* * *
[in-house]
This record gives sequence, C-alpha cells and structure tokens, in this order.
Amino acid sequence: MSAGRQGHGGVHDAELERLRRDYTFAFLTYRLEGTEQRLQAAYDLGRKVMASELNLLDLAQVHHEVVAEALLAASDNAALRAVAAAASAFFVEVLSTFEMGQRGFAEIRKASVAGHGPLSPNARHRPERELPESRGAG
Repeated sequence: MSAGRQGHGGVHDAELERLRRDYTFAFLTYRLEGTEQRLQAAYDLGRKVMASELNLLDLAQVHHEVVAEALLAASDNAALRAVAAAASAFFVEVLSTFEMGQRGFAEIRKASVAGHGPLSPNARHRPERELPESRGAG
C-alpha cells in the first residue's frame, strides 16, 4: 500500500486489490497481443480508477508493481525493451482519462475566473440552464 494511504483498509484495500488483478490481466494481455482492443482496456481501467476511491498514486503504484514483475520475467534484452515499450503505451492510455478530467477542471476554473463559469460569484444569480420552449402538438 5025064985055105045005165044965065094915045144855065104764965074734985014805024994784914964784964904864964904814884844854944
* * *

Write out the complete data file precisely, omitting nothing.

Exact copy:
[in-house]
This record gives sequence, C-alpha cells and structure tokens, in this order.
Amino acid sequence: MSAGRQGHGGVHDAELERLRRDYTFAFLTYRLEGTEQRLQAAYDLGRKVMASELNLLDLAQVHHEVVAEALLAASDNAALRAVAAAASAFFVEVLSTFEMGQRGFAEIRKASVAGHGPLSPNARHRPERELPESRGAG
Repeated sequence: MSAGRQGHGGVHDAELERLRRDYTFAFLTYRLEGTEQRLQAAYDLGRKVMASELNLLDLAQVHHEVVAEALLAASDNAALRAVAAAASAFFVEVLSTFEMGQRGFAEIRKASVAGHGPLSPNARHRPERELPESRGAG
C-alpha cells in the first residue's frame, strides 16, 4: 500500500486489490497481443480508477508493481525493451482519462475566473440552464 494511504483498509484495500488483478490481466494481455482492443482496456481501467476511491498514486503504484514483475520475467534484452515499450503505451492510455478530467477542471476554473463559469460569484444569480420552449402538438 5025064985055105045005165044965065094915045144855065104764965074734985014805024994784914964784964904864964904814884844854944